Go beyond the mainstream with these indie/arthouse alternatives to the summer blockbuster boom

Not all independent films are treated equally. Sometimes they're acquired by a tech giant and, against all odds, win Best Picture (hi, CODA). Or they play in theaters for a few weeks and generate intriguing word-of-mouth buzz. Or, most likely, they languish on the proverbial back shelves of streaming platforms, destined to be fixtures on lists of hidden classics "you've never heard of."

Eventual destinations aside, we've selected some of the summer's buzziest indie titles, from recent festival favorites to the latest works by beloved arthouse directors. Could any of them be future critical darlings or Oscar hopefuls? We'll see. (Due to limited theatrical release, some of these movies may reach the Inland Northwest later than these listed opening dates.)

BENEDICTION JUNE 3

Writer-director Terence Davies loves an elegiac period piece about working-class torpor and romantic longing. His intellectually prodigious, emotionally repressed subject this time is queer British poet Siegfried Sassoon, whose service in World War I defined his then-controversial work. Consider this a companion piece to Davies' last film, the 2016 Emily Dickinson portrait A Quiet Passion.

WATCHER JUNE 3

In a throwback to '70s psychological thrillers and Euro whodunits, Maika Monroe (It Follows) plays an American expat living in Romania who becomes convinced that the shadowy voyeur in the building across the way is a serial killer. But will anyone believe her? Fans of Rosemary's Baby, Don't Look Now and the early work of Dario Argento shouldn't miss it.

CRIMES OF THE FUTURE JUNE 10

Certified weirdo David Cronenberg's first film in eight years looks like a depraved inventory of all his favorite proclivities — aberrant sexual fetishes, invasive technology and squishy, squirmy body horror. Kristen Stewart, Léa Seydoux and Cronenberg regular Viggo Mortensen star as icy, emotionally distant intellectuals forced to navigate a not-too-distant future where human biology and electronic augmentation make strange, gory bedfellows.

OFFICIAL COMPETITION JUNE 17

Antonio Banderas and Penélope Cruz reunite for a non-Pedro Almodóvar comedy that's a send-up of their own industry. An aging pharma CEO decides to bankroll a big-screen version of a culturally significant novel, and the clashing egos of a provocative director and her arrogant actors inspire goofy show-biz satire that's pitched at a volume somewhere between The Player and Bowfinger.

FLUX GOURMET JUNE 24

If your tastes tend toward the tasteless, then the newest whatsit from director Peter Strickland (Berberian Sound Studio, The Duke of Burgundy) might be your cup o' tea. It centers on a performance troupe whose work combines the culinary arts with ambient soundscapes, experimental theater and, uh, some much more questionable functions. Bon appetit.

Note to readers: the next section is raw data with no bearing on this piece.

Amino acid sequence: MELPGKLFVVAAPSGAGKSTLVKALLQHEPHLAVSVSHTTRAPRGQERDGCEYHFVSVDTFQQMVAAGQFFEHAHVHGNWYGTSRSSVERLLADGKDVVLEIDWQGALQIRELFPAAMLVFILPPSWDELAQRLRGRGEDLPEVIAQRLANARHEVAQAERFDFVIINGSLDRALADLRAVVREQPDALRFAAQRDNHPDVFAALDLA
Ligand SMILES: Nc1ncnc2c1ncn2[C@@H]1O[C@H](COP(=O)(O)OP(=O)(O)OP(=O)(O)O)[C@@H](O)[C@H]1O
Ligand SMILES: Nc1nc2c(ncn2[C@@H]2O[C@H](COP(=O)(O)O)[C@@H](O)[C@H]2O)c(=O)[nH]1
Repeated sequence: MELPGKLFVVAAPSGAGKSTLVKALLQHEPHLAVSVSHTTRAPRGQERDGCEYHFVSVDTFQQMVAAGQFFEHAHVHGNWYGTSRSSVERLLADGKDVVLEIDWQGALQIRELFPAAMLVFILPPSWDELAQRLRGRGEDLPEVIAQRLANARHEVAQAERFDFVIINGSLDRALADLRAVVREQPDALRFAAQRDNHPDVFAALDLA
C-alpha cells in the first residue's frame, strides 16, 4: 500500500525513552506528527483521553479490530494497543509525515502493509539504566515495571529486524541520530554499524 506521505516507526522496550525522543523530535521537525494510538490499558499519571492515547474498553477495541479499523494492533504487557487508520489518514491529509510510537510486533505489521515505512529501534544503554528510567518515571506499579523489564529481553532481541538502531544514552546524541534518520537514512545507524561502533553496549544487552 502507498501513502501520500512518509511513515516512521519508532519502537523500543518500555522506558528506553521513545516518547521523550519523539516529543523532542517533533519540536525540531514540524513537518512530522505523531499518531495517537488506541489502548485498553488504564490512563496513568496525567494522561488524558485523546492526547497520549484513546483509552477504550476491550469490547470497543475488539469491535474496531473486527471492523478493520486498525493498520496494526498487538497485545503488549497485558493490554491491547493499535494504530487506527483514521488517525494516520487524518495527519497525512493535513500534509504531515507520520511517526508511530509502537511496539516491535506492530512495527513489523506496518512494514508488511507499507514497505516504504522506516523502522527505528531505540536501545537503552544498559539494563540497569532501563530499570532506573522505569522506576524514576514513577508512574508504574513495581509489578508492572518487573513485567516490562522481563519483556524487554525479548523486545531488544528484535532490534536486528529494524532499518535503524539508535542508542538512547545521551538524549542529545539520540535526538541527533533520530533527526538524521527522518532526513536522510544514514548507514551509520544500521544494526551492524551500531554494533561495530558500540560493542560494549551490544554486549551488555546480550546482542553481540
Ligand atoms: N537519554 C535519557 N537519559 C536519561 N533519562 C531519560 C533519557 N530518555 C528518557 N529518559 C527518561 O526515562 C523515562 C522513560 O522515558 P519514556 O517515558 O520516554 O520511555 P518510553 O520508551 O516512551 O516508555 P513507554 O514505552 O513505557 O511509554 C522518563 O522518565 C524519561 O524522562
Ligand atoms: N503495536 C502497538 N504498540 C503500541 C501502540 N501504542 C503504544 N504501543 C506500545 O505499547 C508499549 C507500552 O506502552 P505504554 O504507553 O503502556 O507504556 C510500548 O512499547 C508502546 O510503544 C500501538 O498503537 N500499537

THE FORGIVEN JULY 1

A well-off White couple are responsible for a fatal accident while on holiday in Morocco, and the fallout unearths long-simmering issues of racism and class divide. Jessica Chastain and Ralph Fiennes headline John Michael McDonagh's adaptation of the acclaimed Lawrence Osborne novel.

BOTH SIDES OF THE BLADE JULY 8

Claire Denis won best director at the Berlin Film Festival for this politically charged romantic drama about an ex-con radio journalist (Juliette Binoche) who's torn between the affections of her husband (Vincent Lindon, from the recent arthouse curio Titane) and her ex-boyfriend (Grégoire Colin, star of Denis' revered Beau Travail).

BODIES BODIES BODIES AUGUST 5

See: "Box office successes have led elevated horror movies to become summer blockbuster fare"

I LOVE MY DAD AUGUST 5

What would you do if you were a middle-aged divorcee trying to reconnect with your estranged adult son? If you're Patton Oswalt in I Love My Dad, you pose as a young woman on social media and strike up a queasy relationship with your own kid. Writer-director James Morosini based this cringe-comedy crowd pleaser on events from his own life — and you thought your parents were weird.

RESURRECTION AUGUST 5

Another year, another small-scale psychological thriller starring Rebecca Hall as a woman at the end of her emotional rope. In Resurrection, she's haunted, perhaps literally, by an intimidating man from her past, and she drives herself insane trying to prove she's not just imagining things. Part cerebral character study, part grisly horror, this is sure to be a divisive one. ♦

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About The Author

Nathan Weinbender

Nathan Weinbender is the Inlander's Music & Film editor. He is also a film critic for Spokane Public Radio, where he has co-hosted the weekly film review show Movies 101 since 2011.